:src  => "javascripts/script_#{2 + 7}"}

This also works for HTML-style attributes:

        src="javascripts/script_#{2 + 7}")

Note that for hash-style attributes, the newlines must come after commas.

Universal interpolation

In Haml 2.0, you could use == to interpolate Ruby code within a line of text using #{}. In Haml 2.2, the == is unnecessary; #{} can be used in any text. For example:

%p This is a really cool #{h what_is_this}!
But is it a #{h what_isnt_this}?

In addition, to { escape} or { unescape} the interpolated code, you can just add & or !, respectively, to the beginning of the line:

%p& This is a really cool #{what_is_this}!
& But is it a #{what_isnt_this}?

Flexible indentation

Haml has traditionally required its users to use two spaces of indentation. This is the universal Ruby style, and still highly recommended. However, Haml now allows any number of spaces or even tabs for indentation, provided:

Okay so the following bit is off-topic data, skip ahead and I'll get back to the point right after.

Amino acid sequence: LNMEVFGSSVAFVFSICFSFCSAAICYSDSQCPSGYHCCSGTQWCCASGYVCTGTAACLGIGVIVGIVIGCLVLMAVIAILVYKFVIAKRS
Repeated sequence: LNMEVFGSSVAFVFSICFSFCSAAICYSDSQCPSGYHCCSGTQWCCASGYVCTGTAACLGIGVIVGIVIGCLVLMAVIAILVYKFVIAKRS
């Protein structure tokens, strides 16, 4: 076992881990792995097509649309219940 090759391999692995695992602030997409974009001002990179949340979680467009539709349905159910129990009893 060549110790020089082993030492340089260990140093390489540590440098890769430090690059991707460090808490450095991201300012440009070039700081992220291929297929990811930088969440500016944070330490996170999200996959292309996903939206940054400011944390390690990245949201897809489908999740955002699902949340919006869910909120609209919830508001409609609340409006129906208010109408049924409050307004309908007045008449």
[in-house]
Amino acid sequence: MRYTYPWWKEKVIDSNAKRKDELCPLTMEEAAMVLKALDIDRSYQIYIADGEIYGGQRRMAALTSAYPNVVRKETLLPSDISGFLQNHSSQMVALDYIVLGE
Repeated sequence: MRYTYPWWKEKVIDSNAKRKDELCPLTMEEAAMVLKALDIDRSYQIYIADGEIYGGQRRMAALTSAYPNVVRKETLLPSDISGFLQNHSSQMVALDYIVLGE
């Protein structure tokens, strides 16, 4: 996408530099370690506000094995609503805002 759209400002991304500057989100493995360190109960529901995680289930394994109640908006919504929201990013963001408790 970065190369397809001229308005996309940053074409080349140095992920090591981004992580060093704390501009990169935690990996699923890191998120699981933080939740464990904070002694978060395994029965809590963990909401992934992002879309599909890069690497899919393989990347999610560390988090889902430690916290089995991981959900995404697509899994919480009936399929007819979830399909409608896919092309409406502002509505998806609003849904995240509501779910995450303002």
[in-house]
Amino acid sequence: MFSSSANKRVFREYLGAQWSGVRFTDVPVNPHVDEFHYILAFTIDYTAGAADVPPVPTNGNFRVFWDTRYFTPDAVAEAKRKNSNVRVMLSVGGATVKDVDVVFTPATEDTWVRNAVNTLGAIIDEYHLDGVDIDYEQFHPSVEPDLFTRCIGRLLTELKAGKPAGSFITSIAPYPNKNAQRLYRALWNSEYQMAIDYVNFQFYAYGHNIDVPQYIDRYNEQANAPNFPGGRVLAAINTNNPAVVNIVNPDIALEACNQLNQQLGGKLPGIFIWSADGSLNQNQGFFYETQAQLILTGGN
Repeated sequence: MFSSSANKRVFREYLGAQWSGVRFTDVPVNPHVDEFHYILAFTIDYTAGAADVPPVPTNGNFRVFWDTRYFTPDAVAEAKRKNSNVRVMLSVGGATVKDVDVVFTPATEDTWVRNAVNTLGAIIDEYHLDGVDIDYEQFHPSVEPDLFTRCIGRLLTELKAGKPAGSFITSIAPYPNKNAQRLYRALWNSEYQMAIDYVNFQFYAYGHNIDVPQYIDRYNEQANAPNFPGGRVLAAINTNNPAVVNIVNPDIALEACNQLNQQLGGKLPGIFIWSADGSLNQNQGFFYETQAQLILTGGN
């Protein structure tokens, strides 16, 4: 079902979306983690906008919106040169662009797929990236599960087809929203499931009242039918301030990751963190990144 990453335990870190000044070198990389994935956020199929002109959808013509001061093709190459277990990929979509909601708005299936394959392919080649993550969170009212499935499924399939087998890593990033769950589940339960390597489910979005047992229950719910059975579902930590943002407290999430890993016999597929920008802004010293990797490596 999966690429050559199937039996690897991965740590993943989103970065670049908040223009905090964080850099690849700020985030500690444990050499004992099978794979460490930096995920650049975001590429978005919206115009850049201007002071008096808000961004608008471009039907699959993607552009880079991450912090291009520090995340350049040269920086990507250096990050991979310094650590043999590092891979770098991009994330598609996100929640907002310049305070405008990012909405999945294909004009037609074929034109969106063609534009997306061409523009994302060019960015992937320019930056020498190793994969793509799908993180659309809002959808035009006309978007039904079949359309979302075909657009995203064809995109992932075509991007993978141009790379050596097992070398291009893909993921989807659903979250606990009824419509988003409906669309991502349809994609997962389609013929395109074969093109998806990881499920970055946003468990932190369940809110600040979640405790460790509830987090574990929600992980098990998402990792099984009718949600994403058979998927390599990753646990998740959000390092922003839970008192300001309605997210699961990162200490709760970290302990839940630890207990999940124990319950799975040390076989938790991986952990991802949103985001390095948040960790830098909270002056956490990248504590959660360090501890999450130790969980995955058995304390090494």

• Tabs and spaces are not mixed
  • The indentation is consistent within a given document

New Options


The :ugly option is not technically new; it was introduced in Haml 2.0 to make rendering deeply nested templates less painful. However, it's been greatly empowered in Haml 2.2. It now does all sorts of performance optimizations that couldn't be done before, and its use increases Haml's performance dramatically. It's enabled by default in production in Rails, and it's highly recommended for production environments in other frameworks.

:encoding {#encoding-option}

This option specifies the encoding of the Haml template when running under Ruby 1.9. It defaults to Encoding.default_internal or "utf-8". This is useful for making sure that you don't get weird encoding errors when dealing with non-ASCII input data.



This helper is being deprecated for the obvious reason that it conflicts with the Kernel#puts method. I'm ashamed I ever chose this name. Use haml_concat instead and spare me the embarrassment.

= haml_tag